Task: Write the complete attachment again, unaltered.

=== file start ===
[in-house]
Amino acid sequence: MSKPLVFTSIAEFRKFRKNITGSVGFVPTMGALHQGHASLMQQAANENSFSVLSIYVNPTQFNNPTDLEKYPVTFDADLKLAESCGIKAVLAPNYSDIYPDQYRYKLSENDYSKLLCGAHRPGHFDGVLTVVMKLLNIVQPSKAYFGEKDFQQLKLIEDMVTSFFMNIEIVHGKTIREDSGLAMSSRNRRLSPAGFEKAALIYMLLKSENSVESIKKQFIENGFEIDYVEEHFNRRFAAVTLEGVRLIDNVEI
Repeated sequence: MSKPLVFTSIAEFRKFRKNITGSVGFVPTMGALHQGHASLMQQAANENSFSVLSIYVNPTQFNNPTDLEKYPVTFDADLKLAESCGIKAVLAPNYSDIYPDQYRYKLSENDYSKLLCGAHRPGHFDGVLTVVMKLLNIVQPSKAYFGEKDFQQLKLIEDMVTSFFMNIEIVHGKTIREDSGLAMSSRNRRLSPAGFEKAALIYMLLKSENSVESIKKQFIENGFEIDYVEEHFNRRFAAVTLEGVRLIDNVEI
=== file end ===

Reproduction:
[in-house]
Amino acid sequence: MSKPLVFTSIAEFRKFRKNITGSVGFVPTMGALHQGHASLMQQAANENSFSVLSIYVNPTQFNNPTDLEKYPVTFDADLKLAESCGIKAVLAPNYSDIYPDQYRYKLSENDYSKLLCGAHRPGHFDGVLTVVMKLLNIVQPSKAYFGEKDFQQLKLIEDMVTSFFMNIEIVHGKTIREDSGLAMSSRNRRLSPAGFEKAALIYMLLKSENSVESIKKQFIENGFEIDYVEEHFNRRFAAVTLEGVRLIDNVEI
Repeated sequence: MSKPLVFTSIAEFRKFRKNITGSVGFVPTMGALHQGHASLMQQAANENSFSVLSIYVNPTQFNNPTDLEKYPVTFDADLKLAESCGIKAVLAPNYSDIYPDQYRYKLSENDYSKLLCGAHRPGHFDGVLTVVMKLLNIVQPSKAYFGEKDFQQLKLIEDMVTSFFMNIEIVHGKTIREDSGLAMSSRNRRLSPAGFEKAALIYMLLKSENSVESIKKQFIENGFEIDYVEEHFNRRFAAVTLEGVRLIDNVEI